Kai Lightner’s Youtube videos would have any viewer gasping and sitting on the edge of their seat while awaiting his next move. His tall, thin frame allows him to eloquently move along most vertical surfaces. But instead of perfecting his grip around a ball, he’s gripping a huge rock.
At 16-years-old, Lightner is already a rock-climbing champion and one of few Black professional rock climbers.
“Ever since I was a little kid I really liked climbing.” Lightner stated in the short film 14.c. “I used to climb everything, from flagpoles before I could walk… I [even] used to climb baby crates.”
According to Lightner’s coach Shane Messer, Lightner’s mother found him at the top of the basketball goal at their home and brought him into the gym at the age of six.
“He was going to climb regardless, it was love at first sight.” Lightner’s mother Connie Lightner mentioned in the short film 14.c. “He was hooked the first time he ever walked into a gym.”
Lightner’s resume is full of championship wins, including winning first place in a Youth National Championship at the age of 10. Some would say that Lightner is an anomaly being one of only a few Black professional rock climbers. In fact, the 2014 Outdoor Participation Report Foundation reported that only 11 percent of African-Americans participate in outdoor activities, while 70 percent of Caucasians enjoy outdoor activities.
These statistics, along with a long history of African-Americans not having the desire to partake in activities outdoors, have some experts conducting extensive research on the topic. Geographer Carolyn Finney, assistant professor of environmental science, policy, and management at the University of California at Berkeley and author of Black Faces, White Spaces: Reimagining the Relationship of African Americans to the Great Outdoors, finds that the connection is rich, but also distinct and fraught. Finney writes in her book that, “Those barriers would come to shape our most basic perceptions about who cherishes nature and who belongs in it.”
Unfortunately, fear for their safety has played a major role in the lack of diversity in outdoor activities.
Autumn Saxton-Ross leads Outdoor Afro, an organization that inspires African-Americans to get involved in outdoor events around Washington, D.C. Saxton-Ross told NPR that her grandmother used to take her to Watermelon Hill in Kansas City’s Swope Park, and until desegregation, it was the only place in the park that Black people were allowed to visit. With that history in mind, her grandmother wouldn’t take her to other parts of the park, even in the 1980s, long after segregation had ended, for fear that something bad might happen.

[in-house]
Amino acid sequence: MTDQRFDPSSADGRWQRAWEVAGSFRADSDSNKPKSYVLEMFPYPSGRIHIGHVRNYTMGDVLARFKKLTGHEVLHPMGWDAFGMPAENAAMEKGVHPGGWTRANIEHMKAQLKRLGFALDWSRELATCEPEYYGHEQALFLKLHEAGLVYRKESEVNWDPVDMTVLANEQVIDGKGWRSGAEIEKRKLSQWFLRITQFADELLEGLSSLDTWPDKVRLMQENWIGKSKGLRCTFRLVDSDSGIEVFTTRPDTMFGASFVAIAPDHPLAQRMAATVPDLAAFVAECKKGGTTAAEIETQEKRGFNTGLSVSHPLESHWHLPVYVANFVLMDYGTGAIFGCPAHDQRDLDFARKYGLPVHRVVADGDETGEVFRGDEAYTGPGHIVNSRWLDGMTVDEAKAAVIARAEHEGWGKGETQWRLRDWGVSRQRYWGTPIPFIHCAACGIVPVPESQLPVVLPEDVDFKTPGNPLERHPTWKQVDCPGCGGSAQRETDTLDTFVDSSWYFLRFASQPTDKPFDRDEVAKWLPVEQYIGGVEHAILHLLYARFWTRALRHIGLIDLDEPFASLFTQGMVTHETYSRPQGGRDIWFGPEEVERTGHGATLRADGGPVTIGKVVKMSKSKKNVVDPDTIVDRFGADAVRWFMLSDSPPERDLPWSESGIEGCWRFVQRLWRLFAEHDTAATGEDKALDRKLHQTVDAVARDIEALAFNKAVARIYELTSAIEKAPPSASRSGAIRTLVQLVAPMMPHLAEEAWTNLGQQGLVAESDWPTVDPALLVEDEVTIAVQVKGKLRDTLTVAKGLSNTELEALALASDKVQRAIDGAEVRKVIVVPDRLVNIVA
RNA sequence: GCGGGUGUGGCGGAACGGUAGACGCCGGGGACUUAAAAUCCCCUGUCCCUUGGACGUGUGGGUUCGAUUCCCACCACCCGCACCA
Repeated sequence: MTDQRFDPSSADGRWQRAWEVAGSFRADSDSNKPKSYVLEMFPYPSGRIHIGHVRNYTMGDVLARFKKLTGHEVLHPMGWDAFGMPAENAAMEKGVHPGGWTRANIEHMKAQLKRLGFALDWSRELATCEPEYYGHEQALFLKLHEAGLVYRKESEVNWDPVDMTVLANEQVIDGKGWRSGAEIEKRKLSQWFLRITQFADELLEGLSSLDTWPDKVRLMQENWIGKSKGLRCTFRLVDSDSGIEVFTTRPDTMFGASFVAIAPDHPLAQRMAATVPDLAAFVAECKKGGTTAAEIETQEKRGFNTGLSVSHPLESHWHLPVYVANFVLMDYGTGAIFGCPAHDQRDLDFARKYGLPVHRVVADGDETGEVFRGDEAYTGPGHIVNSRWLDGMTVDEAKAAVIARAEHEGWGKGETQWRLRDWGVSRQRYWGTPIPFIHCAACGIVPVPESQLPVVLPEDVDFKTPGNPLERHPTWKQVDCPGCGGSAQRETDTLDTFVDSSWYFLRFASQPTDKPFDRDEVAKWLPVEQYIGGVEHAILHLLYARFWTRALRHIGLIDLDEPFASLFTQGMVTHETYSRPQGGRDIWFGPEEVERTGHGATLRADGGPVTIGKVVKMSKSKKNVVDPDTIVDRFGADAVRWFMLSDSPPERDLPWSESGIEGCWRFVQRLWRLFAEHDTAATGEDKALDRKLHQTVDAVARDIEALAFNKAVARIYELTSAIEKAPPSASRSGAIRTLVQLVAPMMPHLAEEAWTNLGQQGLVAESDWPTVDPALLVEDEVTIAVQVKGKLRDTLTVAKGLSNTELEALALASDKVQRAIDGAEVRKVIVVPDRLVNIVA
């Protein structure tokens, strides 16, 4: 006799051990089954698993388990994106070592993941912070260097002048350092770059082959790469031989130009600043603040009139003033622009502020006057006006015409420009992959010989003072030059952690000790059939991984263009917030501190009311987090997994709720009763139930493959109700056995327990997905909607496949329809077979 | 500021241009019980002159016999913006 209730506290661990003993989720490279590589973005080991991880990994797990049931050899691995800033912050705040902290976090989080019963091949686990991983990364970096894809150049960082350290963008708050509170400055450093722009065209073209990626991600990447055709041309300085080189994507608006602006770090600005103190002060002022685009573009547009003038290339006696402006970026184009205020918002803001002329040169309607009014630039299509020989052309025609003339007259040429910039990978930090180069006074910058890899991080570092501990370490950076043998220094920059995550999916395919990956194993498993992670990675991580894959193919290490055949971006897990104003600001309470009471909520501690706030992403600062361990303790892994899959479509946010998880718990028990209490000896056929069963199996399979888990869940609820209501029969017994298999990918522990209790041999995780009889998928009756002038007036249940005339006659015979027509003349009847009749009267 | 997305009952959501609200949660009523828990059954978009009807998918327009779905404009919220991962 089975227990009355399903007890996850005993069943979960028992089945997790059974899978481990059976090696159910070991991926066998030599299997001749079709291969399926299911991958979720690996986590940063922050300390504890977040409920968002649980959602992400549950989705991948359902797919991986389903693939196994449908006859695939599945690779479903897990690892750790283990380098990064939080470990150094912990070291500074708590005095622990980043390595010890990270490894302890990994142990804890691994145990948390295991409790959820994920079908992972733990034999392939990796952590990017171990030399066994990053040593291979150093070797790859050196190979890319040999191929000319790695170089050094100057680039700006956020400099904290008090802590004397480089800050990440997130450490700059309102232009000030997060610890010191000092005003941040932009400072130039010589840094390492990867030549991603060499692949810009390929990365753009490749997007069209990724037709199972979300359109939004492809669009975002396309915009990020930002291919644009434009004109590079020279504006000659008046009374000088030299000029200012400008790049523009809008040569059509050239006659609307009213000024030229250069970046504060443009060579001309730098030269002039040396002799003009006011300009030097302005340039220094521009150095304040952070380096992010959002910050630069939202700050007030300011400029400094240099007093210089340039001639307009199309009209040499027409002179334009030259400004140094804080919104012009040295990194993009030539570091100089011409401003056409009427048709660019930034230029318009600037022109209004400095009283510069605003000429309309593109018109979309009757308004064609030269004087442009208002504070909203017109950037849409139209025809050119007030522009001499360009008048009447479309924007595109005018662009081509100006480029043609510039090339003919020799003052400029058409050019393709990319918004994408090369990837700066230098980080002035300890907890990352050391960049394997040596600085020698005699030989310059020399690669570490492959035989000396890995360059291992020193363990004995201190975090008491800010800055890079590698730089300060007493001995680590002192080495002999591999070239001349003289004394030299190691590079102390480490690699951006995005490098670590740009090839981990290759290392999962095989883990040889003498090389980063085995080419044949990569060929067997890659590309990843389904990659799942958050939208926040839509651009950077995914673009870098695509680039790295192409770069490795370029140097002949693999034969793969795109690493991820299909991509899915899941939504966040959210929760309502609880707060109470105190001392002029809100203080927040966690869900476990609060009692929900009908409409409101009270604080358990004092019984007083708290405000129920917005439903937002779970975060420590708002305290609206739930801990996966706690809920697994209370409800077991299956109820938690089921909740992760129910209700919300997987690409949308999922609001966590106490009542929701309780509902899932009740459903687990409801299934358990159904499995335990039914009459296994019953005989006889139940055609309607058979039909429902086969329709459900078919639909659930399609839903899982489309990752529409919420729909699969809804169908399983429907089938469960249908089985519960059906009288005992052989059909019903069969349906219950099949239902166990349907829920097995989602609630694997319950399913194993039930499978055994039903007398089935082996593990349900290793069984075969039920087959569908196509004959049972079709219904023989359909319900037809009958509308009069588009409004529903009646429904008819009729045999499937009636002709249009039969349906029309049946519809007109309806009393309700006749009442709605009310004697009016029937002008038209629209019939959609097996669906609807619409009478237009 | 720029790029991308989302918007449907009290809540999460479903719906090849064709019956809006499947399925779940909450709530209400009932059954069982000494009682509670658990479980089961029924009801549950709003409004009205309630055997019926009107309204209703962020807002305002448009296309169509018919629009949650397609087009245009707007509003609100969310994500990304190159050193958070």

For others, “roughing it” in the outdoors might not seem enjoyable based on the dark history that has come with it. In his article for the Talking Points Memo, Brandon Harris, assistant professor of film at SUNY Purchase College, explains why many Black people don’t venture outdoors, after watching the film, Wild.
Harris writes, “For many blacks in the antebellum south, camping skills were essential. The faintest hope of freedom depended on surviving in the forests of the deep, still-wild south upon escaping from bondage.” He continues, “Many runaway slaves without the skills for survival in the forests of the south returned to their plantations when hunger and thirst grew too much to bear. Other escapees, fearing the possibility of re-enslavement, especially after the passage of the Fugitive Slave Act in 1850, continued to live deep in the swamps and forests of the region, in places they rightfully suspected whites would never go.”
He sites a passage from the book, A Tour of the United States of America, by Irish Author John Ferdinand Smyth in 1784:
Run-away Negroes have resided in these places for twelve, twenty, or thirty years and upwards, subsisting themselves in the swamp upon corn, hogs and fowls, that they raised on some of the spots not perpetually under water, nor subject to be flooded, as forty-nine parts of fifty of it are; and on such spots they have erected habitations, and cleared small fields around them; yet these have always been perfectly impenetrable to any of the inhabitants of the country around, even to those nearest to and best acquainted with the swamps.
“If you go back prior to the Civil War, African-Americans were sent outside to work in a form of forced labor,” said James Edward Mills, a journalist specializing in outdoor recreation and environmental conservation, in the Standard Examiner. “So you have this negative connotation of the outdoors as a place of physical hardship. Several decades later, and during the Civil Rights era, the woods were a place where African-Americans were taken to be hanged from trees.”
Mills’ book, The Adventure Gap: Changing the Face of the Outdoors, encourages minority communities to look outdoors for experiences that will enrich their lives.
Although African-Americans represent a low number of people that venture outdoors, there are organizations such as Black Ski Weekend and Urban Camp Weekend that aim to increase that percentage greatly.
Being in the minority doesn’t bother Lightner, as he continues to succeed in the sport that he loves. In his latest Youtube video, Lightner is seen tackling and finally conquering his hardest route— Era Vella in Spain. He was also recently added to the Adidas Outdoor Team.
“You should always have that ambition that drive to do the things you love to do,” Lightner said.